Senate Passes Bill to Review Sealed Juvenile Records in Certain Instances

John A. DeFrancisco

June 06, 2013

Senator John A. DeFrancisco announced that his legislation (S4792), which would allow a prompt review of sealed juvenile records in instances when a person is charged with a sex offense, passed the State Senate on June 4, 2013.

Last March, 29-year-old David Renz was on release while awaiting trial for federal child pornography charges. As a condition of his release, he was required to wear an electronic monitoring device until his trial. According to police, on March 14, 2013, Renz disabled his monitoring device and traveled to Great Northern Mall in Clay, where he abducted a woman and a ten-year-old child. He raped the child and murdered the woman. During the investigation of this crime, it was discovered that Renz had a sealed juvenile record for a previous sex offense, which he committed when he was a teenager. If the sealed record had been reviewed prior to his release, Renz may have been held in jail instead of being granted release.

“As a society, we need to allow young people to recover from youthful mistakes, which is why we have family court and sealed records. However, we have to balance that with the need to protect our most vulnerable citizens from sexual predators and murderers,” said Senator DeFrancisco. “Prompt reviewing of a sealed record will provide authorities with more information as they make decisions about whether a defendant should be released prior to their trial date."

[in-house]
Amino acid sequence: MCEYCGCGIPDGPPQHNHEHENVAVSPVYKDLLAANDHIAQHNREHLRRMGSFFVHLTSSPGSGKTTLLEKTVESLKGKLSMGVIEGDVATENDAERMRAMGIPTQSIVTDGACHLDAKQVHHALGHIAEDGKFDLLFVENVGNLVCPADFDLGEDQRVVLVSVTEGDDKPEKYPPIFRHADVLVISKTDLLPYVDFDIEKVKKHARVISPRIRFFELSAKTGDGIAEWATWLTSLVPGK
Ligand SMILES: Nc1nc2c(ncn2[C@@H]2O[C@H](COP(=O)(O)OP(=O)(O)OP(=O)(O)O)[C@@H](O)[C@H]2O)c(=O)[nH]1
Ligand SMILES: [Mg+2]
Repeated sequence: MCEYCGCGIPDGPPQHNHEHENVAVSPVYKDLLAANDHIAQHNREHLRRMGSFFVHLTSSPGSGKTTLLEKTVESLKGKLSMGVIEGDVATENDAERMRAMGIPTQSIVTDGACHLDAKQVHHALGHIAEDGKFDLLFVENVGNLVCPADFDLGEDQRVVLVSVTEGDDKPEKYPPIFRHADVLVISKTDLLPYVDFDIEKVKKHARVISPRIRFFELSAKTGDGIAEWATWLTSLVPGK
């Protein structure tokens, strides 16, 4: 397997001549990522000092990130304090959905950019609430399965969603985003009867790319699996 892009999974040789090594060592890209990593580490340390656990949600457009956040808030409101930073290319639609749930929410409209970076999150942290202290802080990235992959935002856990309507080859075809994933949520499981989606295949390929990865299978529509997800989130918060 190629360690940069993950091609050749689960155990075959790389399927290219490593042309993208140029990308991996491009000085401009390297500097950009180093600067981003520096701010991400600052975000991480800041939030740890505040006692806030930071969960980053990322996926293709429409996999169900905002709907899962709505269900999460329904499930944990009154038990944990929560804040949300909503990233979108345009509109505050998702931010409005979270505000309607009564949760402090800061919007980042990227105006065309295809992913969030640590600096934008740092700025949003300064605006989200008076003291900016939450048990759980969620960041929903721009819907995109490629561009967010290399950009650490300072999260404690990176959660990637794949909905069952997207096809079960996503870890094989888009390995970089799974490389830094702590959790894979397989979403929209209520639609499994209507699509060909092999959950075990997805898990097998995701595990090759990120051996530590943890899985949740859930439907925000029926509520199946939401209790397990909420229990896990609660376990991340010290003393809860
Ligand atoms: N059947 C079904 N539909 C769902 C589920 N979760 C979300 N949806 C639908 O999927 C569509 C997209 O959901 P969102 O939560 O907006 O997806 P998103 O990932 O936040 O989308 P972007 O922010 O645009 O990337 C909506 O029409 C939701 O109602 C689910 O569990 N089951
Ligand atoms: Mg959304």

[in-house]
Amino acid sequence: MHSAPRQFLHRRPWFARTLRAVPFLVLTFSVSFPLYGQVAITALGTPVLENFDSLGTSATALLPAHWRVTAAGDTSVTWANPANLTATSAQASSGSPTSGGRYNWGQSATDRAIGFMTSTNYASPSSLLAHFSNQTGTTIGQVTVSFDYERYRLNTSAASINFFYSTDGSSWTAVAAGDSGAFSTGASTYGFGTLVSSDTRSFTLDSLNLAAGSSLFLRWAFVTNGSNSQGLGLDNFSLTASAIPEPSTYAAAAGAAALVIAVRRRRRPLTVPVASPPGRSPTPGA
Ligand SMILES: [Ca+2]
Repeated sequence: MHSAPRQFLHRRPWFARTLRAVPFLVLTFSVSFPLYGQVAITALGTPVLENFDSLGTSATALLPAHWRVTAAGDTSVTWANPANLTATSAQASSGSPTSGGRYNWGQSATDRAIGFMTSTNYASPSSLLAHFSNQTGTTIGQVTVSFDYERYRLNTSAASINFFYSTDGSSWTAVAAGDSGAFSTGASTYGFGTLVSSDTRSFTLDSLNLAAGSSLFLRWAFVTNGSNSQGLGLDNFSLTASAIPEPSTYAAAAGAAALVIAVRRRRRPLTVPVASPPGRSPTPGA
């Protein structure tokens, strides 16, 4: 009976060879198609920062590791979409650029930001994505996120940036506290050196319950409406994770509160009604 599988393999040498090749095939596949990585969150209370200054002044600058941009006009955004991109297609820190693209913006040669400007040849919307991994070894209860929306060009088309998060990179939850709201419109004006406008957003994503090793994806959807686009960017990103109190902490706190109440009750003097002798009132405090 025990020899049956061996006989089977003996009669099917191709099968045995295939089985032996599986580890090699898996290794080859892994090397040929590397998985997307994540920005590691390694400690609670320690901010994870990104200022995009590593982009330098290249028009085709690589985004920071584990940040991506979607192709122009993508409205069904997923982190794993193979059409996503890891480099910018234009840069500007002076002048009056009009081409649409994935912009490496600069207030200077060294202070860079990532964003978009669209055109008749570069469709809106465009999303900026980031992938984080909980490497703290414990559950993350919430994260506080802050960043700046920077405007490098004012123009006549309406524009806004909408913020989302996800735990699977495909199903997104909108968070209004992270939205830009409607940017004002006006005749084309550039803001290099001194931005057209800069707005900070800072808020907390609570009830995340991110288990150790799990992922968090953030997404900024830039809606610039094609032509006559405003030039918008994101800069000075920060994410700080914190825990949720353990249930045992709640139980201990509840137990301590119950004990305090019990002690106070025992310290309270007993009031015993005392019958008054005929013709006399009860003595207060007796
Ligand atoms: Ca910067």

In most cases, children age 15 or younger who are accused of criminal conduct enter the Family Court system. Often, the child is not formally charged with a crime and the outcome of the case is sealed. If this bill becomes law, when an adult is charged with a sex crime, and the adult has a sealed juvenile record, a prosecutor could request that Family Court officials review a person’s juvenile records. If the juvenile record contains a sex offense, those sealed records would be unsealed and be made available to the court, the prosecutor and the defense attorney. If the record does not include any past sex offense, the records would be kept sealed.

The bill has been sent to the Assembly and is awaiting approval by that body.